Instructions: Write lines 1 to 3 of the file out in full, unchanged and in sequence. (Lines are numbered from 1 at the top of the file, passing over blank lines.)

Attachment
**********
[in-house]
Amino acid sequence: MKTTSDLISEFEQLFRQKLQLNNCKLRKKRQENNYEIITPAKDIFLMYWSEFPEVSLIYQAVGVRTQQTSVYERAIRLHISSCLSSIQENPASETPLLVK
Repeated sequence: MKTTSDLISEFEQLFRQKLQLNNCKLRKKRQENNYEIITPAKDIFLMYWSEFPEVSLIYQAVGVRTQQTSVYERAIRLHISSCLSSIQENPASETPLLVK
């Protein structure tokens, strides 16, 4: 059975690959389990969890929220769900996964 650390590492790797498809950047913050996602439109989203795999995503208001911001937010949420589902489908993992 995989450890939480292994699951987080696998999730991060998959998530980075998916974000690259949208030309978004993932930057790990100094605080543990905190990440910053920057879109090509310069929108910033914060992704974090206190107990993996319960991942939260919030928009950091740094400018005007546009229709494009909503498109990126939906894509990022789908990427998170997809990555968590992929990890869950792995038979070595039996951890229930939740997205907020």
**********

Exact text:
[in-house]
Amino acid sequence: MKTTSDLISEFEQLFRQKLQLNNCKLRKKRQENNYEIITPAKDIFLMYWSEFPEVSLIYQAVGVRTQQTSVYERAIRLHISSCLSSIQENPASETPLLVK
Repeated sequence: MKTTSDLISEFEQLFRQKLQLNNCKLRKKRQENNYEIITPAKDIFLMYWSEFPEVSLIYQAVGVRTQQTSVYERAIRLHISSCLSSIQENPASETPLLVK